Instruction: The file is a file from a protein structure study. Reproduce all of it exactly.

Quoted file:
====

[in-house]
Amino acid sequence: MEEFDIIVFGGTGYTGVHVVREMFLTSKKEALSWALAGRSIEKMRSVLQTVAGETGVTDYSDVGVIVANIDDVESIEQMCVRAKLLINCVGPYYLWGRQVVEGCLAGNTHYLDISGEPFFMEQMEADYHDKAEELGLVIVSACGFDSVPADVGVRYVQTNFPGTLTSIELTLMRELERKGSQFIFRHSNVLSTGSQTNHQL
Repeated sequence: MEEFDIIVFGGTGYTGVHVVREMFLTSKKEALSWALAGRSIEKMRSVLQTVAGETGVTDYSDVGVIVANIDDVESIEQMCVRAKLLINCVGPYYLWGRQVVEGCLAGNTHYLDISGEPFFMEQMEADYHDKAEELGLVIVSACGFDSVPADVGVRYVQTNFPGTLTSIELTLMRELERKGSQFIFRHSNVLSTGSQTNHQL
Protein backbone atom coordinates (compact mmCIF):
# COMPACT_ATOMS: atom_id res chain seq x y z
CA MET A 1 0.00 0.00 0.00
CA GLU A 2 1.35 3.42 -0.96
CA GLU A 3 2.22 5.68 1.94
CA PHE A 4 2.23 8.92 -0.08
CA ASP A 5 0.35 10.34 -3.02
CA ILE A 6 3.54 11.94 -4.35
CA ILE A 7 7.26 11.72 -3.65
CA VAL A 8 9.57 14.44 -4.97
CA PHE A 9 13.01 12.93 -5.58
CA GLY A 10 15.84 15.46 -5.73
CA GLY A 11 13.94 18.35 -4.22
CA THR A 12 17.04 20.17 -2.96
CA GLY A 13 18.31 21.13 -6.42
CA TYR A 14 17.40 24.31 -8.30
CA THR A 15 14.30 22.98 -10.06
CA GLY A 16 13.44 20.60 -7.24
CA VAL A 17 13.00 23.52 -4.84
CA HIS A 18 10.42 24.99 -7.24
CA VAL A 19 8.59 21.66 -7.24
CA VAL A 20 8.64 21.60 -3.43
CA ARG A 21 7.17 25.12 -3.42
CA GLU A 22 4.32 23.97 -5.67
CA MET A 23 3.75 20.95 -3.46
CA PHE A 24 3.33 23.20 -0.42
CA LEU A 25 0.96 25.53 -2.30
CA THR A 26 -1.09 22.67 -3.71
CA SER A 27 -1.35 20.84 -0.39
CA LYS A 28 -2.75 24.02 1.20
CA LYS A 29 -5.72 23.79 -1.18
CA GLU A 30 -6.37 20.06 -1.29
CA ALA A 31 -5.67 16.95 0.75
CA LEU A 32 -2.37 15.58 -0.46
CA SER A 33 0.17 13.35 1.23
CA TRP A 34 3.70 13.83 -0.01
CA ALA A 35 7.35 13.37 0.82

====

[in-house]
Amino acid sequence: MEEFDIIVFGGTGYTGVHVVREMFLTSKKEALSWALAGRSIEKMRSVLQTVAGETGVTDYSDVGVIVANIDDVESIEQMCVRAKLLINCVGPYYLWGRQVVEGCLAGNTHYLDISGEPFFMEQMEADYHDKAEELGLVIVSACGFDSVPADVGVRYVQTNFPGTLTSIELTLMRELERKGSQFIFRHSNVLSTGSQTNHQL
Repeated sequence: MEEFDIIVFGGTGYTGVHVVREMFLTSKKEALSWALAGRSIEKMRSVLQTVAGETGVTDYSDVGVIVANIDDVESIEQMCVRAKLLINCVGPYYLWGRQVVEGCLAGNTHYLDISGEPFFMEQMEADYHDKAEELGLVIVSACGFDSVPADVGVRYVQTNFPGTLTSIELTLMRELERKGSQFIFRHSNVLSTGSQTNHQL
Protein backbone atom coordinates (compact mmCIF):
# COMPACT_ATOMS: atom_id res chain seq x y z
CA MET A 1 0.00 0.00 0.00
CA GLU A 2 1.35 3.42 -0.96
CA GLU A 3 2.22 5.68 1.94
CA PHE A 4 2.23 8.92 -0.08
CA ASP A 5 0.35 10.34 -3.02
CA ILE A 6 3.54 11.94 -4.35
CA ILE A 7 7.26 11.72 -3.65
CA VAL A 8 9.57 14.44 -4.97
CA PHE A 9 13.01 12.93 -5.58
CA GLY A 10 15.84 15.46 -5.73
CA GLY A 11 13.94 18.35 -4.22
CA THR A 12 17.04 20.17 -2.96
CA GLY A 13 18.31 21.13 -6.42
CA TYR A 14 17.40 24.31 -8.30
CA THR A 15 14.30 22.98 -10.06
CA GLY A 16 13.44 20.60 -7.24
CA VAL A 17 13.00 23.52 -4.84
CA HIS A 18 10.42 24.99 -7.24
CA VAL A 19 8.59 21.66 -7.24
CA VAL A 20 8.64 21.60 -3.43
CA ARG A 21 7.17 25.12 -3.42
CA GLU A 22 4.32 23.97 -5.67
CA MET A 23 3.75 20.95 -3.46
CA PHE A 24 3.33 23.20 -0.42
CA LEU A 25 0.96 25.53 -2.30
CA THR A 26 -1.09 22.67 -3.71
CA SER A 27 -1.35 20.84 -0.39
CA LYS A 28 -2.75 24.02 1.20
CA LYS A 29 -5.72 23.79 -1.18
CA GLU A 30 -6.37 20.06 -1.29
CA ALA A 31 -5.67 16.95 0.75
CA LEU A 32 -2.37 15.58 -0.46
CA SER A 33 0.17 13.35 1.23
CA TRP A 34 3.70 13.83 -0.01
CA ALA A 35 7.35 13.37 0.82